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Creating the Board of Regents? Brilliant or a blunder, depending who you ask

Seven years have passed since Gov. Dannel P. Malloy forced a merger of the state’s community colleges, regional Connecticut State Universities, online college and Office of Higher Education. Many promises were made by the freshman governor: tens of millions would be saved, more professors hired, and transferring between schools would be seamless. “This won’t be easy,” Malloy, a Democrat, warned during his first weeks in office when proposing the shakeup. “Certainly there are a lot of people listening to this who believe things are fine just the way they are. I disagree.” Continue Reading →

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A pregnant teen dies, and DCF debates value of more transparency

Testifying at the state Capitol complex Wednesday about a spate of suicide attempts at the state’s psychiatric facility for children, the commissioner of the Department of Children and Families held up her right hand and promised to start publicly disclosing  when outside inspectors  deem the facility unsafe. Continue Reading →

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Independent reviews describe state’s failure to protect children at Middletown psychiatric facility

Two independent reviews of Connecticut’s residential psychiatric hospital for children in Middletown describe a staggering failure by multiple state agencies to protect children, and provide details about an environment so unsafe that seven other children attempted to kill themselves in the months surrounding the suicide of an 8-months pregnant teenager in June. Continue Reading →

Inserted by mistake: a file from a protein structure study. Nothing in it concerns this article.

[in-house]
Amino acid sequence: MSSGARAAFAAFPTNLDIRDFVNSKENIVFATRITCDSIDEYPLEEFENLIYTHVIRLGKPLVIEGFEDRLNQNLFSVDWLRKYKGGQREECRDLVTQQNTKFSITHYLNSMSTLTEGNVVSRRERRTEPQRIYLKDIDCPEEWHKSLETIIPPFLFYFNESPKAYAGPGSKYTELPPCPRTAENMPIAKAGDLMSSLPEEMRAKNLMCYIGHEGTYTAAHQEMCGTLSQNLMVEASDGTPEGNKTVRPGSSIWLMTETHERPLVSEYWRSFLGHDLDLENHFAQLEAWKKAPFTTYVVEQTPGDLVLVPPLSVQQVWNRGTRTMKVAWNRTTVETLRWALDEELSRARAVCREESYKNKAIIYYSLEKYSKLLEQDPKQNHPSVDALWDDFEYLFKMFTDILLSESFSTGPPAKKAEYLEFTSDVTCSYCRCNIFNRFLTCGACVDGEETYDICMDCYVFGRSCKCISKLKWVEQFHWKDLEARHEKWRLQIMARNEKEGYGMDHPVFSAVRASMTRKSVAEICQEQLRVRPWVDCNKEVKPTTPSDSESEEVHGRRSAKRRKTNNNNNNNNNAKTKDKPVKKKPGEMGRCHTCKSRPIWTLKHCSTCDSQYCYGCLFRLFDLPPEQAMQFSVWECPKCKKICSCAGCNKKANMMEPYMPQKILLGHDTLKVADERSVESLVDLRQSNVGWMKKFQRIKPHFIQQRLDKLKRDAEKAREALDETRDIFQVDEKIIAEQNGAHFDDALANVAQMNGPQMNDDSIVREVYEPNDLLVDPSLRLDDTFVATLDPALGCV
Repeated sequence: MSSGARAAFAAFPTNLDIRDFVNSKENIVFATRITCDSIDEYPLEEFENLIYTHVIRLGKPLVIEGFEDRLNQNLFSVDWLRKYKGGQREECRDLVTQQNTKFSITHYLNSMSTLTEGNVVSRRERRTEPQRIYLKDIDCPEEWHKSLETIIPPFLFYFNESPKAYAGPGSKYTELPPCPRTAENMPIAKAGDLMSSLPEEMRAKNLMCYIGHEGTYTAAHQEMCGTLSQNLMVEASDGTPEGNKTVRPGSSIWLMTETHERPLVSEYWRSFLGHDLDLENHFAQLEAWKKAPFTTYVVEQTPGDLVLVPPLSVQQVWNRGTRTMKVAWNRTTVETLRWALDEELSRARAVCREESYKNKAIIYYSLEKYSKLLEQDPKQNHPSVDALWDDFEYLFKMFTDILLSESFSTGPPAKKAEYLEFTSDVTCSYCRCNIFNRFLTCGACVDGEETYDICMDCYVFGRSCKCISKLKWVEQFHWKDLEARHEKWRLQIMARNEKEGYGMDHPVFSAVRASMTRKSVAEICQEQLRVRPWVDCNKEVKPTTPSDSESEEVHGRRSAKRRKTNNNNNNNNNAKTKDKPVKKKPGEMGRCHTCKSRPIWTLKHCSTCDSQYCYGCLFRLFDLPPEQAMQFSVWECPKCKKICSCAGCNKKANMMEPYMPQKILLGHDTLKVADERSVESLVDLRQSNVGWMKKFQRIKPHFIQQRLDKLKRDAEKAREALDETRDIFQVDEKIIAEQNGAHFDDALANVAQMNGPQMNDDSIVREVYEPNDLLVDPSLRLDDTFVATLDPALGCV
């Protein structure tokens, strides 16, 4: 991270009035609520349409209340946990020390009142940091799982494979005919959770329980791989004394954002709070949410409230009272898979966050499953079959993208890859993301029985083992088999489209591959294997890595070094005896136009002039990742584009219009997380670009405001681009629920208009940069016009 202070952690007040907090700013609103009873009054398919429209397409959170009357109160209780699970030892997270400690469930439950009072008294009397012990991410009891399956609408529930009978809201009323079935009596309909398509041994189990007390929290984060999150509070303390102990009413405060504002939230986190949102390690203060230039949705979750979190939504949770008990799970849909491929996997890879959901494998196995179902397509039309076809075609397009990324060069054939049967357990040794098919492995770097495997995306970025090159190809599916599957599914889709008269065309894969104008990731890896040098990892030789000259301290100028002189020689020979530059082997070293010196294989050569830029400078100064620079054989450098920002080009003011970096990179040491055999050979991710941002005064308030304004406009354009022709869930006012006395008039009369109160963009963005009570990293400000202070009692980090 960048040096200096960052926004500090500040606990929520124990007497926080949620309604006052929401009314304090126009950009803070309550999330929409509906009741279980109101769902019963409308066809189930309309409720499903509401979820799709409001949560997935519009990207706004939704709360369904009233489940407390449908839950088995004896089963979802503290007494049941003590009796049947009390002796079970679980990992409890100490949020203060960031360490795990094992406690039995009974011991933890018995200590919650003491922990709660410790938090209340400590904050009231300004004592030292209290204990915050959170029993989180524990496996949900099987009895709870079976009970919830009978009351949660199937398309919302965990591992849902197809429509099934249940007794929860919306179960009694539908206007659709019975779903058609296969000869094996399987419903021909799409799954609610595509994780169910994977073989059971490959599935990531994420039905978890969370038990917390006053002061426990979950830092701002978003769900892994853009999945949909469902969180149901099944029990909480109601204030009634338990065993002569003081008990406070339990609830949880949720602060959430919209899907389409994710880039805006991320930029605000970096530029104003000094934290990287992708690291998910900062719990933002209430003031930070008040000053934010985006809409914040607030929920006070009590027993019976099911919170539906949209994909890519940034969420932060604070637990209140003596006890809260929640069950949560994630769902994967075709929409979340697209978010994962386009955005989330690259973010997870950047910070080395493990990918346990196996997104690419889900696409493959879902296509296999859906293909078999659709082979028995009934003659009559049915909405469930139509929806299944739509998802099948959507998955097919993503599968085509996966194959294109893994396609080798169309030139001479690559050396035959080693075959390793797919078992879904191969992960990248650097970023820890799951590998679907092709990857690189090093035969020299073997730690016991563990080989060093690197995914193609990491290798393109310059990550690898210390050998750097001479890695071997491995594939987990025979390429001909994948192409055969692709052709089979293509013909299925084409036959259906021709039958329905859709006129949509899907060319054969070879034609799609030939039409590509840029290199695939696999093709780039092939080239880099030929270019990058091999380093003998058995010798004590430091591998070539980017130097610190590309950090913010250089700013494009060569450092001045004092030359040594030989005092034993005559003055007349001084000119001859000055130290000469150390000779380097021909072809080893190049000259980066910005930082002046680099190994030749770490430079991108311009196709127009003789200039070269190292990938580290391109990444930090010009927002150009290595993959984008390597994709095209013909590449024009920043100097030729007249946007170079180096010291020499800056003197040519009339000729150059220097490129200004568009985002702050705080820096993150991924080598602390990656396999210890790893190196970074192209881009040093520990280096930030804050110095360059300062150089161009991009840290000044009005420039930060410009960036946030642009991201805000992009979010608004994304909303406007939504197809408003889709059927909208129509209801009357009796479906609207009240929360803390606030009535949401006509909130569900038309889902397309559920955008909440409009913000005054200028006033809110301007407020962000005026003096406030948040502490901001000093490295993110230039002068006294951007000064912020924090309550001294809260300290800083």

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Ben Barnes under consideration for higher-education post

Ben Barnes, who has overseen Connecticut’s budget as the secretary of the Office of Policy and Management from the first days of Gov. Dannel P. Malloy’s administration, is on a short list of candidates interviewed for the vacant post of chief financial officer at the state’s system of community colleges and regional universities. Continue Reading →

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New tax break for private K-12 tuition begins this school year

A new state tax break is available this school year to help parents pay for private K-12 school tuition – a development triggered by the federal tax overhaul. The state has for years allowed parents to avoid paying state income taxes on up to $10,000 each year that they put into a college savings account, known as a 529 CHET account. In addition, they have not had to pay taxes on the money when it is withdrawn or on the investment earnings when they use it to pay for college. Now, those state tax benefits have been extended to allow parents and relatives to also use these 529 accounts for private, elementary and secondary school. That’s because the federal tax law that was changed last December on these accounts extends a federal tax benefit to include K-12 tuition. Continue Reading →

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More low-income, Hispanic students taking AP classes, narrowing disparities

The state has seen a drastic increase in participation in AP courses among Connecticut students from low-income families and — most notably — among Hispanic students. Nearly 2,000 more Hispanic students in Connecticut took at least one Advanced Placement exam last school year compared to five years ago – a 79 percent jump. Continue Reading →